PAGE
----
I recently had the opportunity to chat with Jason Bahl, creator of WPGraphQL. He was the perfect person to connect with while developing a project that relies heavily on WPGraphQL not only because he’s the founder and creator but he’s also now a part of the Gatsby team.
The project we’re creating is a new site for Shifter and there was a specific question we’re curious about answering. That question was: How does Gutenberg work with Gatsby?
There’s no clear answer for this, yet. There are a few approaches out there and maybe this one gets added to the pile. Either way, we had a few ideas and put them to practice.
If you’re a WordPress user running a recent version you have probably been introduced to Gutenberg. It’s the new block editor for WordPress that’s highly customizable, extendable, and for better or worse has revolutionized the editing experience.
For this example, let’s focus on blog posts. Out of the box, Gutenberg offers tools similar to move page builders such as columns, embeds, buttons, and more. It can do a lot more too by adding extensions or creating custom blocks. If you’re developing a site with Gatsby, WordPress and Gutenberg you’ll quickly realize a crucial piece is missing. Gutenberg related CSS.
While the editing experience and output of Gutenberg can be complex, it simply just adds HTML markup to the_content field in your block post. How that renders on the page depends on the stylesheets which don’t exist on your Gatsby site.
After giving this some thought, I had three possible solutions.
- Just point to the necessary Gutenberg related CSS and import it into my SCSS file which supports remote files.
- Install it somehow with NPM and import it from there. Yeah, this option sounds.. ridiculous.
- Fetch the CSS I need with WPGraphQL.
I settled on the last one before realizing this feature isn’t available in WPGraphQL. Not to worry though, because WPGraphQL is extendable! If you have an idea for a custom use case the core plugin can be extended in a lot of different ways. Checkout the WPGraphQL docs site for more info on what you can do.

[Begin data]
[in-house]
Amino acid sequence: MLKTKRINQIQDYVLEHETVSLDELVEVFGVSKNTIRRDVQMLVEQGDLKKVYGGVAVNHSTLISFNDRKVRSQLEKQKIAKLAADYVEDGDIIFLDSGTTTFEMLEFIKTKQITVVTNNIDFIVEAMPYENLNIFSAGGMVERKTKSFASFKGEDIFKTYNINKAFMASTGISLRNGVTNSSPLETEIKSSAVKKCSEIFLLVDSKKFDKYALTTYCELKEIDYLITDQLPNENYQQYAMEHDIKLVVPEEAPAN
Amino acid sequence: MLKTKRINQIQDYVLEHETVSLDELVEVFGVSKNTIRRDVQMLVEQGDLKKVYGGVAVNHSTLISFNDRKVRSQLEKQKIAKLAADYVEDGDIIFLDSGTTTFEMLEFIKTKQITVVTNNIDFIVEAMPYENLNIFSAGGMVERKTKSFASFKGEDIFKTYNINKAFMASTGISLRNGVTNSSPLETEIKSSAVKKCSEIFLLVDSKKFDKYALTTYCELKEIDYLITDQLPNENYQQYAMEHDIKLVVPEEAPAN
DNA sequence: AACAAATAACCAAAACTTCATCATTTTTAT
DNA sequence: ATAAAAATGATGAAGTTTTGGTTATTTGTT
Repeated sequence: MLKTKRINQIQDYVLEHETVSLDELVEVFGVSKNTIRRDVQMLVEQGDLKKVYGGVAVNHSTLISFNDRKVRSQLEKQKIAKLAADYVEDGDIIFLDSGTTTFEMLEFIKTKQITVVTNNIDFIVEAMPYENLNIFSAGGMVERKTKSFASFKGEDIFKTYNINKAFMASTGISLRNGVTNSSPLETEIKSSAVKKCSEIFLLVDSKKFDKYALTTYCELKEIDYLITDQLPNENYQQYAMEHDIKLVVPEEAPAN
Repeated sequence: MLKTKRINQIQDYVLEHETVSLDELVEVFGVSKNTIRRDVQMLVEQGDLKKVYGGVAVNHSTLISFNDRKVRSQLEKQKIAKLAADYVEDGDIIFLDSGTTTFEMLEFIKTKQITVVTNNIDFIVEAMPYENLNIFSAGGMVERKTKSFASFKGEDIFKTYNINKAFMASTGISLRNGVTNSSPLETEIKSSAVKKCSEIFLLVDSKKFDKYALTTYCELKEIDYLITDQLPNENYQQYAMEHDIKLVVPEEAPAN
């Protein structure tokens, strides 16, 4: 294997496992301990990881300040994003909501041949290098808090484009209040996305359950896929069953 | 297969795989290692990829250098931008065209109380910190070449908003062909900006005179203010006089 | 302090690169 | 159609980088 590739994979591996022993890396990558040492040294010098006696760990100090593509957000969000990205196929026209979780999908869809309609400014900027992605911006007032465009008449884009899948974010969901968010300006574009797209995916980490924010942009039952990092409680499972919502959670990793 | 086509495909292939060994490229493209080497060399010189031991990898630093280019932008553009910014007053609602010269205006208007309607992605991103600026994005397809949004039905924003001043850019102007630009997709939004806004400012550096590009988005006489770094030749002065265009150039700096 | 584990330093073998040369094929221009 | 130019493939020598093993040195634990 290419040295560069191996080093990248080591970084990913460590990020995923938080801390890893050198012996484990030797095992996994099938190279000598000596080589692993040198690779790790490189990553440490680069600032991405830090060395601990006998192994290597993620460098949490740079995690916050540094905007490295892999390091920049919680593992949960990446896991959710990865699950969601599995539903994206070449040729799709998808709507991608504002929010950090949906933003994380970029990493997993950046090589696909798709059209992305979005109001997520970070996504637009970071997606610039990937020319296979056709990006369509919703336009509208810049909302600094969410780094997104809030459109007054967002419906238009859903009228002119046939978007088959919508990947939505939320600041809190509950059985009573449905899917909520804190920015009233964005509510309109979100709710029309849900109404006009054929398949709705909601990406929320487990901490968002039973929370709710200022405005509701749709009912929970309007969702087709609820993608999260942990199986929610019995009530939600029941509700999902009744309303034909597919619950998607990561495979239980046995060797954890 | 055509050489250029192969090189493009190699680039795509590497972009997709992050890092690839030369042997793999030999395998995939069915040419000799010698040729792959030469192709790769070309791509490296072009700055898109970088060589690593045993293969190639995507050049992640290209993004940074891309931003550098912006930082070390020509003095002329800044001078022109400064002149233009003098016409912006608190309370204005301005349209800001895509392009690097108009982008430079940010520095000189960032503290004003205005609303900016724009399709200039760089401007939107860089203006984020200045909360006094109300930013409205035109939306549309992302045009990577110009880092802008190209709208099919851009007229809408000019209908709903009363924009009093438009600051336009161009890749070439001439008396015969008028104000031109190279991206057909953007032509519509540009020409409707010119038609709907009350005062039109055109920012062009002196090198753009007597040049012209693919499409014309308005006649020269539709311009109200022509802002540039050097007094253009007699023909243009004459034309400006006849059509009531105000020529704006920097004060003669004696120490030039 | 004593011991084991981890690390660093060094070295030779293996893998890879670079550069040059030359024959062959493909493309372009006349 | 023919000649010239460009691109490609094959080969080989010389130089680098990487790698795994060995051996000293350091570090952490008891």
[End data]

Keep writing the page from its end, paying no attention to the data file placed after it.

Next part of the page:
I started sketching an idea for something I decided to call WPGraphQL Enqueue.
My objective was to use what WordPress already offers in Core and expose that data to WPGraphQL. The data I wanted to get was enqueued scripts and styles.
Focusing on enqueued scripts and styles offers a few advanced. By adding plugins or themes that properly registered styles and scripts it would automatically make those assets available in the schema. That includes the default block editor CSS and any extensions I may add.
I reached out to Jason about this idea and he was kind enough to walk me through getting it started. Following the docs on the WPGraphQL site we were able to create a demo and it seems promising.
This project is open-source and available on GitHub. It’s in development as we hope others will find it useful. Our roadmap for this project is to build it out for this specific use case but also in a way others may find it helpful.
If you’re using WPGraphQL with Guttenberg we hope it’s a valuable tool to extend the default functionality.
Beyond that, there is another question we have. How do page builders work with Gatsby?
We’re a huge fan of page builders because they’re all of a sudden awesome and easy to use. Whether you’re developing with Elementor, Setka, and many others, they offer a ton of benefits for creating visual content with ease.
Most page builders technically work in the same way Gutenberg does. So, could the same solution be applied? That’s a maybe but we’ll see after this first release.
For more information on how WPGraphQL Enqueue was developed enjoy this pair programming session with myself, Daniel Olson, and Jason Bahl.